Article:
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Tpad, I'm not offended by the remarks but they are unrealistic as far as an engine surge goes. I had one on a 737 and the thing was banging away like a barn door in a storm. There was, however, certainly no noticeable yaw because the loss of thrust during the actual surges was negligible. The autopilot coped very well with the event and certainly didn't produce the results as described. In diagnosing the problem there was no need to rush and there is nothing in the Boeing manuals that suggests you need to close the thrust lever so quickly that yaw in uncontrollable. We closed the thrust lever slowly and applied rudder because, amazingly, we know the autopilot doesn't do this and, by doing what any reasonable 737 pilots would do (and I certainly include Air NZ pilots in that description) we had no aerobatics as described. The autopilot stayed engaged and we maintained altitude (although started to slow to drift down speed). Again, there's no knee-jerk decisions to shut down the engine because once that thrust lever is closed the surging is reduced to a mere annoyance, if it continues at all (as ours did). So, once again, the dreaded yaw can be anticipated and easily countered by the PF. I have no idea at what stage of the game the Air NZ flight had their problem but mine required a descent as we were above the single-engine cruise altitude. Again, no need for dropping like a stone and/or recovering to the original level, as a quick chat with ATC will sort out that problem.

So, all in all, while I normally like A37575's comments, I think this one is over-the-top and certainly does not describe the actions of a trained 737 crew, even if they were relaxed and not coiled springs.
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Old 10th May 2011, 12:19
  #33 (permalink)  
 
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Tpad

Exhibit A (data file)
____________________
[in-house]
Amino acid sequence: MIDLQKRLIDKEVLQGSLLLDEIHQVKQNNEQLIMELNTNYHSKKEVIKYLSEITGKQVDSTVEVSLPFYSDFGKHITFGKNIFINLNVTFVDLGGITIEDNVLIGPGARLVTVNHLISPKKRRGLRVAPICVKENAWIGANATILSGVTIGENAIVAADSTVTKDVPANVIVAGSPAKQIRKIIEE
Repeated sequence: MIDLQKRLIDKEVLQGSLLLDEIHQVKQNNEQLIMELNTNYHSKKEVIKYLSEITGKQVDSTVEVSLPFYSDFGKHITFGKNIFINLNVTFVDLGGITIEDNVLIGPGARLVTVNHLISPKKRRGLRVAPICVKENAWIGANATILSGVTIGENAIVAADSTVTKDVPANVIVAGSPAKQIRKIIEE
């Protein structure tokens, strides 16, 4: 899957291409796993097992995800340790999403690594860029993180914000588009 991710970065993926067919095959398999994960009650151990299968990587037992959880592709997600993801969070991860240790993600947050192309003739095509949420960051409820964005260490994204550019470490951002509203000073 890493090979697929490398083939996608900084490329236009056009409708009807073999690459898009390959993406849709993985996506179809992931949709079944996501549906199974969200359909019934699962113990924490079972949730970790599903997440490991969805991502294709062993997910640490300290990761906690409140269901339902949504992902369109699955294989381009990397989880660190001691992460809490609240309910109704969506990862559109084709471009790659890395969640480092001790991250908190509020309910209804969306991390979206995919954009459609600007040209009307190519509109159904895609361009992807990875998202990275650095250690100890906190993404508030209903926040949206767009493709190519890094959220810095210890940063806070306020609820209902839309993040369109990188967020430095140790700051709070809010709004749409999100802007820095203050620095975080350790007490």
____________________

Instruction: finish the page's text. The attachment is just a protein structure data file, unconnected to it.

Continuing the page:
+1

I started a reply to that A3757390210 post the other night but in the end couldn't be bothered.

Every engine failure I've had at altitude (in the sim, anyway) has been a big non event.

This post is O.P Bundy endorsed.

W9.
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Old 10th May 2011, 13:22
  #34 (permalink)  
 
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I was on this flight and surprisingly the radio new zealand report is in fact, the more accurate. There was 3 bangs close together, a violent slewing of the aircraft and fine blue smoke inside the cabin. An experience not to be repeated.

From a smooth cruise to a sudden loud unexpected bang or multiple bangs and yaw would likely cause even the most switched on crew up front to be victim of the startle factor and lose a few seconds before they had things calmly under control up front


"A violent slewing of the aircraft". No one is criticising the professionalism of the crew. Sometimes pilots do actually read a newspaper in flight. Others prefer to entertain themselves chatting up a female FA when she visits the flight deck. Nothing wrong with that. Often a pilot will fill in the fuel log in flight. The words "f..k and "s...it" are part of normal crew conversation in flight with some people and a startled oath when faced with an unexpected loud event in flight is entirely normal. The `violent slewing` described by the PPRuNe correspondent above is either a lie (I don't think so, do you?) or an accurate description of the event as it affected that contributor.

The post by A37575 was light hearted humour and tongue in cheek. Some people take themselves too seriously... lighten, up chaps
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Old 11th May 2011, 10:25